Qualcomm’s Snapdragon 810 Promises to be the pioneer mobile chip for 2015’s 4K capable smartphones
Stephan Jukic – December 23, 2014
When it comes to the specs of the massively powerful Snapdragon 810 SoC chip from Qualcomm, the core focus is on boosting the phones and tablets that have it so that they can handle 4K video and display resolution much better. However, as part of this, the new chip will also considerably augment CPU, GPU and even wireless connectivity.
In other words, the Snapdragon 810 is promising to be the pioneer flagship mobile phone chip of 2015.
The Snapdragon 810 was first announced by Qualcomm in April of 2014 but since chips often stay in development for months to years after their makers first announce their existence, we won’t be seeing this powerful new SoC appear in our mobile phones until early 2015 (pretty soon now actually), but when it does, the phones and tablets that do get it will be much more ready for the new resolution of 4K than most of their predecessors.
With the Snapdragon 810, Qualcomm is undertaking some serious revamps over previous processing chips.
For starters, when building the 810, the company ditched its entire custom “Krait” CPU design architecture that they had spent years putting together and have been using in other Snapdragon chips since 2012.
Instead, the 810 uses a standardized design from another company called ARM, in the form of the 64-bit Cortex A57 and A53 CPUs. Each Snapdragon will contain four of each kind the design is such that the faster A57s will do heavy processing work while the four A53 cores undertake lighter tasks. This means that all four CPU cores in the 810 can work at the same time if necessary and give much more processing power to even the most intensive software needs on a mobile device.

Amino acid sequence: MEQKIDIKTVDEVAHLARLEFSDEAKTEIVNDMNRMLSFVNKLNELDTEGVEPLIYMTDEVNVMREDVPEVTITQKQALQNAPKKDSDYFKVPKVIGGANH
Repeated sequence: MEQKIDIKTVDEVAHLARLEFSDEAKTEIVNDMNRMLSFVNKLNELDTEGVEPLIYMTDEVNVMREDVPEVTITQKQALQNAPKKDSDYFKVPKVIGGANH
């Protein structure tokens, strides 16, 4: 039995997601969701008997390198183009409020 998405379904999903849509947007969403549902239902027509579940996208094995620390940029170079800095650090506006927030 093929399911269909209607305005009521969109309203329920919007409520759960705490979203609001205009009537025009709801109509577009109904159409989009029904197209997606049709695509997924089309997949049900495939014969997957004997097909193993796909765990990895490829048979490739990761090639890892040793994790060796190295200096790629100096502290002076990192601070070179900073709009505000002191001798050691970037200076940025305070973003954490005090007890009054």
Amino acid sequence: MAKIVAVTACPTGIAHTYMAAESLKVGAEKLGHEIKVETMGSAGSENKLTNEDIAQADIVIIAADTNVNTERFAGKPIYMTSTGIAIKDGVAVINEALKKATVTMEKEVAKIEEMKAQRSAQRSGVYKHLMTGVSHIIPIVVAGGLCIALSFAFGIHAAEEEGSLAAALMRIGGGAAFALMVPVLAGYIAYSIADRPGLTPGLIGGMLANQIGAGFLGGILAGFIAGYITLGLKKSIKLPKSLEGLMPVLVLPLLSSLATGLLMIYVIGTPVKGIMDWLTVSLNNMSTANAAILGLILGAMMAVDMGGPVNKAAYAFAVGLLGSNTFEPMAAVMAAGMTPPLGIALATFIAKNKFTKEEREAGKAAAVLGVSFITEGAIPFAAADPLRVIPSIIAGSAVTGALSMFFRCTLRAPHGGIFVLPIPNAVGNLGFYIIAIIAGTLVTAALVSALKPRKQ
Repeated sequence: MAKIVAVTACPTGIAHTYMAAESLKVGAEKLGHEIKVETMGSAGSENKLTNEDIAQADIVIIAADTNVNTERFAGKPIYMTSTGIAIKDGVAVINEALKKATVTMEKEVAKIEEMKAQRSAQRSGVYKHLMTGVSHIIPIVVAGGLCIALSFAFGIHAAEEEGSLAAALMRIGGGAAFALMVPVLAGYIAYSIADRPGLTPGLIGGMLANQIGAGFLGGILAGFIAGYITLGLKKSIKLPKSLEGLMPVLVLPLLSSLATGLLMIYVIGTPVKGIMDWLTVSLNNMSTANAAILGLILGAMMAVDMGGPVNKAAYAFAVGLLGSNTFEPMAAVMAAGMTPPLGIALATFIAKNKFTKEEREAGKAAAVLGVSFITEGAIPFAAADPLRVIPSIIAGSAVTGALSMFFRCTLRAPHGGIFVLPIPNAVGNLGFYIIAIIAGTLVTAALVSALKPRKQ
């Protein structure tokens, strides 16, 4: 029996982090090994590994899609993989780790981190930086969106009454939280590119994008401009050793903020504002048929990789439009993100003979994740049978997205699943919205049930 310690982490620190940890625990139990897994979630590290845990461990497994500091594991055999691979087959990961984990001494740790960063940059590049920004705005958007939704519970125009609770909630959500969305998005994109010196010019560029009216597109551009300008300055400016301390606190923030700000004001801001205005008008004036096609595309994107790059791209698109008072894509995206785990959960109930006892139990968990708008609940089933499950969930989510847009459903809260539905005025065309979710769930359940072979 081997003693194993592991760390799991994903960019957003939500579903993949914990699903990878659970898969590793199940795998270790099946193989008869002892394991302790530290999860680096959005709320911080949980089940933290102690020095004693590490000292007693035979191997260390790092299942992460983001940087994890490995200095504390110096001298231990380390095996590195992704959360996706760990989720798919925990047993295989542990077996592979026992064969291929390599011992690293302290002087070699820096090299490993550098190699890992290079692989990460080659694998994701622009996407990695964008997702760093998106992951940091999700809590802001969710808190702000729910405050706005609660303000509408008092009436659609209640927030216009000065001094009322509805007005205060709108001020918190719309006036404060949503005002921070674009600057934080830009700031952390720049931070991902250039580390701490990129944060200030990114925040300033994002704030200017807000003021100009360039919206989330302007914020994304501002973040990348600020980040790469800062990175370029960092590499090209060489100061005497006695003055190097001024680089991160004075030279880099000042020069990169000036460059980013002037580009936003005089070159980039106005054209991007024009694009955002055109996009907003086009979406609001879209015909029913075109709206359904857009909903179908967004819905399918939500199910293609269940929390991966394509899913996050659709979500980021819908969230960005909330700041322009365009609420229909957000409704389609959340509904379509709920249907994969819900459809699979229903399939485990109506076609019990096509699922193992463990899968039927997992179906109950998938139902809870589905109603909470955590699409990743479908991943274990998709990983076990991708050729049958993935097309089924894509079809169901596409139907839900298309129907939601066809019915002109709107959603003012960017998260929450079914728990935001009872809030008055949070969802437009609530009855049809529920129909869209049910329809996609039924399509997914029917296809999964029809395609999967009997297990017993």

This new 64-bit design is a way of competing with Apple on the SoC chip front.
Since Apple’s new A7 and A8 chips have the same essential specification, the publicity around 64-bits was important enough from a marketing perspective to at least temporarily sacrifice Qualcomm’s native chip design (which wasn’t geared towards 64-bits) in favor of a standardized third party 64-bit package that the public will perceive as being equal to what Apple is including in its latest iPhones.
As far as the Snapdragon 810’s GPU goes, Qualcomm went with its own Adreno design. Specifically, the new GPU in the 810 will be the Adreno 430, which is expected to be 30% faster than the most recent previous Adreno version, the 420 while at the same time consuming 20% less power.
This is largely the component that’s supposed to give maximally efficient support to a maximum resolution of 4840 x 2160 pixels: 4K in other words. The previous 420 chip of the Snapdragon 805 was already designed to also support 4K graphics but, as the percentages above show, much less efficiently.
Qualcomm itself expects the tablets and high end smartphones of 2015 to be fully 4K capable and for many of them to have UHD displays. The Adreno 430 is aimed squarely at this expected resolution in mobile screens.
Other considerable improvements on the new Snapdragon chip include an augmented 802.11ad WiFi connectivity that will be better at passing video (read 4K and HD video) between mobile devices and connected home theater devices like 4K TVs and set-top boxes.
Finally, the 810 will be built through a new 20nm process that is a considerable improvement from the previous 28nm process of other Snapdragon chips. This means a smaller chip size and more headroom for performance enhancing features while reducing power consumption so that it stays the same as it did with previous chips despite the more powerful specs of the Snapdragon 810.
These are just some of the cool new features that are going to make the Snapdragon 810 such a popular new SoC chip for the mobile devices that are coming out in early 2015, particularly from manufacturers like Samsung and HTC.
Story by 4k.com